Archaeology: 10th Century buckles with imperial symbols found in Bulgaria’s Pliska

Written by on August 22, 2014 in Bulgaria - Comments Off
imperial symbols found in Pliska Bulgaria

Valuable buckles with the images of imperial symbols have been found by archaeologists working at the site of medieval Pliska in north-eastern Bulgaria.

Pliska, which boasts a large archaeological reserve and is the subject of ongoing digs, is best known as having been the capital of the First Bulgarian Kingdom from 681 to 893CE.

According to a report on August 22 2014 by public broadcaster Bulgarian National Television, the finds date back about 1100 years.

They were found in part of the palace complex of the first Bulgarian capital.

The find of the buckles with the imperial symbols is extremely rare for Pliska in spite of the former capital’s lively contacts with the Byzantine empire.

Archaeologist Andrei Aladzhov said that the two finds were bronze belt buckles from the 10th century.

One had an image of the mythical Gryphon and the other depicts the ascension of Alexander, borne into the sky in a chariot pulled by four horses.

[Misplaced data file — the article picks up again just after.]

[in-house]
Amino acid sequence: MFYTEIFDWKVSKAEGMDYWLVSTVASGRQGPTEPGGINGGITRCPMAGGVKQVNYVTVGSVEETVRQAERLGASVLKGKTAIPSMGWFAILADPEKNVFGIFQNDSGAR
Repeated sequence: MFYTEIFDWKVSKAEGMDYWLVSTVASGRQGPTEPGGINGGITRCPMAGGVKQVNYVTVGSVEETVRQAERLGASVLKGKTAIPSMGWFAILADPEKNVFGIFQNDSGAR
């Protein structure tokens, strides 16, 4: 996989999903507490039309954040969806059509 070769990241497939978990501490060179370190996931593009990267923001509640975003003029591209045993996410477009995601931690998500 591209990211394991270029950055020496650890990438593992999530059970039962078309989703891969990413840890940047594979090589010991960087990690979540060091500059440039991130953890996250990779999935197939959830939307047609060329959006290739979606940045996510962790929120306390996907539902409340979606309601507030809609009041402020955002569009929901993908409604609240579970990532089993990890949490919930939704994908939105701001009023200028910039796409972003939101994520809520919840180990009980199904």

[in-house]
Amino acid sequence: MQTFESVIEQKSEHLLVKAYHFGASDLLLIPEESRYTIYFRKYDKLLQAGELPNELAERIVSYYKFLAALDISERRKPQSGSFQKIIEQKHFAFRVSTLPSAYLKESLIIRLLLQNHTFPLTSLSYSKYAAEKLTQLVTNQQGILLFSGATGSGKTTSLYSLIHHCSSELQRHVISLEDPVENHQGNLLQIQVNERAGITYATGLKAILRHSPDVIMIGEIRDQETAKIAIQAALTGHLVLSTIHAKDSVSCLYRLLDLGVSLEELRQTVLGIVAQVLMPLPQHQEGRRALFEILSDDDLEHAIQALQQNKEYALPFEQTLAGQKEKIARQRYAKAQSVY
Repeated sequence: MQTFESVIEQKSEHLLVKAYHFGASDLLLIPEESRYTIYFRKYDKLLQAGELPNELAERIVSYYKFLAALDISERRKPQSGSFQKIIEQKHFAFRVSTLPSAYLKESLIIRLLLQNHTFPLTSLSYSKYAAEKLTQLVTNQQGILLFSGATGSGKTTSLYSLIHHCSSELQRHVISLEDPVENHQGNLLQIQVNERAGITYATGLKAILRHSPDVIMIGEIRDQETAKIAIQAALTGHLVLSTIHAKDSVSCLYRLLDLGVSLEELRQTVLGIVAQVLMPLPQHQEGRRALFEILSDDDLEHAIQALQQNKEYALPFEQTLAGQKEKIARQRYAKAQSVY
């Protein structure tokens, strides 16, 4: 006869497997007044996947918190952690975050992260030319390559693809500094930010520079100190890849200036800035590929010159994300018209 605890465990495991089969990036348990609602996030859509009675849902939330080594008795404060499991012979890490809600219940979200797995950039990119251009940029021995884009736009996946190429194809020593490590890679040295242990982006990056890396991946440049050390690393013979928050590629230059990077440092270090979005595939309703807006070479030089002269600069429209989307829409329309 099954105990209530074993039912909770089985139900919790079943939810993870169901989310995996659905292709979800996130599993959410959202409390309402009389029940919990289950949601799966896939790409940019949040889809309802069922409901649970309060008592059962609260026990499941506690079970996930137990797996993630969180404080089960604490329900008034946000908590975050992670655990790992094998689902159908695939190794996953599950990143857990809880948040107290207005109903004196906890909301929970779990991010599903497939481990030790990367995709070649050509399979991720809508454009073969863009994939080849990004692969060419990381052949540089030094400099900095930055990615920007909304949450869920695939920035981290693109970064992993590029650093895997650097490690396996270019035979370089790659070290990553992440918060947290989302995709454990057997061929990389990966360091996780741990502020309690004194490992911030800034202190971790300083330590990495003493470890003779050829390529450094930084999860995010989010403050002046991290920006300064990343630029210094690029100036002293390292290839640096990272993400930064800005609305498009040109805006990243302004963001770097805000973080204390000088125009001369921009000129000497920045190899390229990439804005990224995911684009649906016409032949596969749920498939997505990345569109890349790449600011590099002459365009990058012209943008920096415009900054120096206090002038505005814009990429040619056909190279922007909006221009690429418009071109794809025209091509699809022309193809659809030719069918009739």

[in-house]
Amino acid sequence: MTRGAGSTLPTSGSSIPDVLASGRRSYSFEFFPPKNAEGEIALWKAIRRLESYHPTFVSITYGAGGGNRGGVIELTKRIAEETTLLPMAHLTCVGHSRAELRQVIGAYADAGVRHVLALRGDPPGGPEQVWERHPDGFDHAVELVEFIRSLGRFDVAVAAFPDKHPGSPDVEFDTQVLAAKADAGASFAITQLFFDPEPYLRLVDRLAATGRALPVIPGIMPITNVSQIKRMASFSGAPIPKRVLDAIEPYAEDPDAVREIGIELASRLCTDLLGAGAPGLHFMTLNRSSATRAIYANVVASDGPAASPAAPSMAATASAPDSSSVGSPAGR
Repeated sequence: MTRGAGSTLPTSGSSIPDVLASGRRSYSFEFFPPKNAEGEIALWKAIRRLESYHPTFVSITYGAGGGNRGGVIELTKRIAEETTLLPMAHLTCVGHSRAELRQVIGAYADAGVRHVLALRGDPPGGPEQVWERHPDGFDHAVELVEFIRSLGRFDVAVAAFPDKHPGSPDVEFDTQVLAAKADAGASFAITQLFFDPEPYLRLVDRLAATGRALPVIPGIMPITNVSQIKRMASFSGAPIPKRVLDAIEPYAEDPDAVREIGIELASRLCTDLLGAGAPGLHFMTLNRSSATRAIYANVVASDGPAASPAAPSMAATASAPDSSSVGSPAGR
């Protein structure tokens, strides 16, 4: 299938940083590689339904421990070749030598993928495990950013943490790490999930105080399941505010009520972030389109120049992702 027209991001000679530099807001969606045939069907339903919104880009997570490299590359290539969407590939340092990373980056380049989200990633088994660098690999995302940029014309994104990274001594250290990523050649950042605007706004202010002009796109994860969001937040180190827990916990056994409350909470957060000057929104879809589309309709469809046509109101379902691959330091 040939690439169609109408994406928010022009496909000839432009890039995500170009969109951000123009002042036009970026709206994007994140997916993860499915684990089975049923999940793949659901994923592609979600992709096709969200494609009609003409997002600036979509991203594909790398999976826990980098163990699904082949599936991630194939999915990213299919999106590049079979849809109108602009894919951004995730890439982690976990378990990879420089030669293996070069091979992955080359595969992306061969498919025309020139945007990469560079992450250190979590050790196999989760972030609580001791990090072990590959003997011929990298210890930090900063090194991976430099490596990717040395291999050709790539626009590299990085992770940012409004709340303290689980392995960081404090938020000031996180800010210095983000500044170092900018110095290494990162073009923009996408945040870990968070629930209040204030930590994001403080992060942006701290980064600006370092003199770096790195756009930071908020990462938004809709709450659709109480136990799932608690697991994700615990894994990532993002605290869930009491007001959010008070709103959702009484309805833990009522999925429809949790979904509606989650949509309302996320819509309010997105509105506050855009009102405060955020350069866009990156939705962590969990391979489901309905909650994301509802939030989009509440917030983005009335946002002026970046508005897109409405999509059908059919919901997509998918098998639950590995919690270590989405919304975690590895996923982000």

The place where the find was made is in the north-western part of the stone arena where in the past there was a huge wooden platform in the shape of a hemisphere. Behind that was another wooden building which archaeologists are exploring further.

Aladzhov said that the building attached to the stands was seen as being likely to have been a room to prepare those who were coming out to perform in the arena.

The medieval stone arena or theatre had an important place in the city plan of Pliska. It is close to the ruler’s palace and administrative buildings of the former capital city.

Ruins of the royal palace, Pliska. Photo: Svilen Enev

Ruins of the royal palace, Pliska. Photo: Svilen Enev

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